This is true whether they lived two thousand years before His birth, as Abraham did, or whether they live two thousand years after His birth, as we do. How is this? The plan of salvation called for the sacrifice of Christ on the cross as the payment for the sins of all time. Hebrews 9: 15 says, “for this cause he is the mediator of the new testament, that by means of death, for the redemption of the transgressions that were under the first testament, they which are called might receive the promise of eternal inheritance.” At the center is Christ. He was given for all mankind, whether they lived before His death or after His death.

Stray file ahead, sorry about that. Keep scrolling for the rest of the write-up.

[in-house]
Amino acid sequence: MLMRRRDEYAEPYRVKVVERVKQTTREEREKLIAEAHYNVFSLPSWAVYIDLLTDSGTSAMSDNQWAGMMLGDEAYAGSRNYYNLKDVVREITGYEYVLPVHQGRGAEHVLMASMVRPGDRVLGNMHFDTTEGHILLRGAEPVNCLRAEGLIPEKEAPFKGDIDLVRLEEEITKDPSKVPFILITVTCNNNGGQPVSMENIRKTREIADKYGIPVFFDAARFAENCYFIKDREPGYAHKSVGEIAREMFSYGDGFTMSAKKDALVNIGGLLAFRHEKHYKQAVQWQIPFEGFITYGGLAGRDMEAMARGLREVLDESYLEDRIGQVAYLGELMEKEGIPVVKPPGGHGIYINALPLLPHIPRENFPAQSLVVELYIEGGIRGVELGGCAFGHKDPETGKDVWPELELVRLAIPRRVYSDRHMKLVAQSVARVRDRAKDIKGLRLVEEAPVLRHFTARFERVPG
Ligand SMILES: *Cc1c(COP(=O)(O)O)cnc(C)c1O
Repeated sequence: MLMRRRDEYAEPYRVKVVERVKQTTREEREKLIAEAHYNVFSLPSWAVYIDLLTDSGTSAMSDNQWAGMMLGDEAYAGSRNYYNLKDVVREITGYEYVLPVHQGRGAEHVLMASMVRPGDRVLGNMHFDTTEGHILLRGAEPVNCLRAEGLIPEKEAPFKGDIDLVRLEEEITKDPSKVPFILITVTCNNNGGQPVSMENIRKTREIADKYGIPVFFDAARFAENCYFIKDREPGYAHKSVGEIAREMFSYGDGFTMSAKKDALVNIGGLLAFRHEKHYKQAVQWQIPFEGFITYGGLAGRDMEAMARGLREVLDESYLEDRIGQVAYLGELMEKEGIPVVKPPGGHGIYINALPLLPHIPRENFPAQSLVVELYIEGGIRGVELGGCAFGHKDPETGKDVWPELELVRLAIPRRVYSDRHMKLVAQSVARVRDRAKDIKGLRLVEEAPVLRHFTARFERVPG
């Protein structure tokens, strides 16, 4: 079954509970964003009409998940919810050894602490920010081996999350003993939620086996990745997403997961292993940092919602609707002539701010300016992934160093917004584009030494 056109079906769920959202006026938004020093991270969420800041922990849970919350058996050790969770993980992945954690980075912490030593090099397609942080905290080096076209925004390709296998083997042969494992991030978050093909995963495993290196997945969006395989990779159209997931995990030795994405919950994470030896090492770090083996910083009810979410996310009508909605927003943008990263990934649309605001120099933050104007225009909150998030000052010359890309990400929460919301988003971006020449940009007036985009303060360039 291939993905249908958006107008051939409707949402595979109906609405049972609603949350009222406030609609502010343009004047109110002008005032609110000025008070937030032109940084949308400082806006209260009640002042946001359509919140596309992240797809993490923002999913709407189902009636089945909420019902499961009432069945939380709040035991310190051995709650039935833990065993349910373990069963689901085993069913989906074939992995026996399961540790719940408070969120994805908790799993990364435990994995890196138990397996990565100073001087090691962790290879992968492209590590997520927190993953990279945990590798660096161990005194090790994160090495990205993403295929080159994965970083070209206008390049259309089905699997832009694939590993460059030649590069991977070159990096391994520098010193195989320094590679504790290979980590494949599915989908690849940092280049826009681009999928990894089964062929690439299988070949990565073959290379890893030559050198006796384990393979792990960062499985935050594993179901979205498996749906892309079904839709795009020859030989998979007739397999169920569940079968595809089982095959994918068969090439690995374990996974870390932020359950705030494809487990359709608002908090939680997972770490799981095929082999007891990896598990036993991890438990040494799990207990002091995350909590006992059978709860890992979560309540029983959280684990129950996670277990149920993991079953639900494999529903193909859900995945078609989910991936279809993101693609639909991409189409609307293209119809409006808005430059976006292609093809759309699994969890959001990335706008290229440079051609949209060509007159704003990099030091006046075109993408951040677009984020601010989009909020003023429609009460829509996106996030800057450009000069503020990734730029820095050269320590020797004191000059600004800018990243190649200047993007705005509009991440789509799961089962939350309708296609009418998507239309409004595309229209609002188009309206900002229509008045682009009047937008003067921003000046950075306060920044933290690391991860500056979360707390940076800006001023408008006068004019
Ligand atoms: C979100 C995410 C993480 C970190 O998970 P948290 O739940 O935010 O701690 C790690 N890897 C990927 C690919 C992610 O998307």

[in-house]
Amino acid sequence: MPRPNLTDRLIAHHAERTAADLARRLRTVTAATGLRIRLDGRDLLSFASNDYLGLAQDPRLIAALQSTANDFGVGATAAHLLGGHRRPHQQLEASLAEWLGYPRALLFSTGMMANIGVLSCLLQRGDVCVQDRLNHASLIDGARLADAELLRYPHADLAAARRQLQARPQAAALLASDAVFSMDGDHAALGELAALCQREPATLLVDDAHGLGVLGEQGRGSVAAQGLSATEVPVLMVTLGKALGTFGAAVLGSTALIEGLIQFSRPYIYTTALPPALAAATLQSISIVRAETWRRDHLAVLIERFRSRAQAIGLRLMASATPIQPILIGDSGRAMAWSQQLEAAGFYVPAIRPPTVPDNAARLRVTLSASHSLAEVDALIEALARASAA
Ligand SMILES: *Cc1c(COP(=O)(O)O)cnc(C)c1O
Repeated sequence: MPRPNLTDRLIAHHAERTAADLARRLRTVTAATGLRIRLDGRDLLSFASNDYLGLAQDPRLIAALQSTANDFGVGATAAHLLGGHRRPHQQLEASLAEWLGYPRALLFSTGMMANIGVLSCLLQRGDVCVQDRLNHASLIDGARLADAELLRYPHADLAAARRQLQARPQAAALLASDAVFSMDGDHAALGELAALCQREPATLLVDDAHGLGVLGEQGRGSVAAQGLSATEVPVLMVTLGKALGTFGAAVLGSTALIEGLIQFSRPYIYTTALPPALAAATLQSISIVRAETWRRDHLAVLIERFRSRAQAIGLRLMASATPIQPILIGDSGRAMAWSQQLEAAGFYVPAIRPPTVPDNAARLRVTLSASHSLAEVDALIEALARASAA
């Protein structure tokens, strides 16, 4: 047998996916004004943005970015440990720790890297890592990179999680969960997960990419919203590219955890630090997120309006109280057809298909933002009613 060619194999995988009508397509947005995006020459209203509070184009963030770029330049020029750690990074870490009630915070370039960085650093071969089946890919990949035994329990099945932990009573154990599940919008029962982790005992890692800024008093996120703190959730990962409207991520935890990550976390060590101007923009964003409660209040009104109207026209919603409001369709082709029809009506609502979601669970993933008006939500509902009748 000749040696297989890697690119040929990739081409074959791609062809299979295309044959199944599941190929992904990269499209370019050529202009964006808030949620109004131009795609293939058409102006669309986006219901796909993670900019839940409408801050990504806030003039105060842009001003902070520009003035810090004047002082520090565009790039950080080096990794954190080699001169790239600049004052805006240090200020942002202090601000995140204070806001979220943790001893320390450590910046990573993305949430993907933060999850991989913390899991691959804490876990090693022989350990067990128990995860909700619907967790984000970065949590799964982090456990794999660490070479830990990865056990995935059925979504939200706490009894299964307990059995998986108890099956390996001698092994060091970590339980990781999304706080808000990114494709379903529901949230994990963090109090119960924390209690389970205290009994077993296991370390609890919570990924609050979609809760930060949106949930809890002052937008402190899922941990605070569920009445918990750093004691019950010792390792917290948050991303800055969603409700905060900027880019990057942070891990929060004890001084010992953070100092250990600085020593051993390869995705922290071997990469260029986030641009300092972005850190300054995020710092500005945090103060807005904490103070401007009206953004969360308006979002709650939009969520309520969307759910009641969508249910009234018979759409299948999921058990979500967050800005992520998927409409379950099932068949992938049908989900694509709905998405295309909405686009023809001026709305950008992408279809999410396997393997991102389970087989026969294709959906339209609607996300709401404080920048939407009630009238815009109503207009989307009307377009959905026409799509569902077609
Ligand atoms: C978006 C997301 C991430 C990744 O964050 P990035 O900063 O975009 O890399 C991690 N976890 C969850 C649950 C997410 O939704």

How does this sacrifice relate to both the past and present? Those in centuries prior to Christ’s coming were unaware of the exact role He would play in their salvation or of His connection with later generations. Nor did the writing prophets have a clear idea how things would be worked out. Peter said they searched for more light on the subject (1 Pet. 1: 1 0). Regardless of how much or how little they knew, there is a truth revealed in the Bible that forever makes every man dependent on Him. That truth is, “without shedding of blood is no remission” (He b. 9:2 2).

Without the giving of the life of Christ there is no pardon. His death is the perfect offering for sins, theirs and ours. Who were these people who lived so long ago? The Bible deals with people who lived in two great time periods prior to Christ’s coming: first, the Patriarchal, that extended from Adam to Moses, and second, the Mosaic, that extended from Moses to Christ. The time period after the death of Christ is the Christian.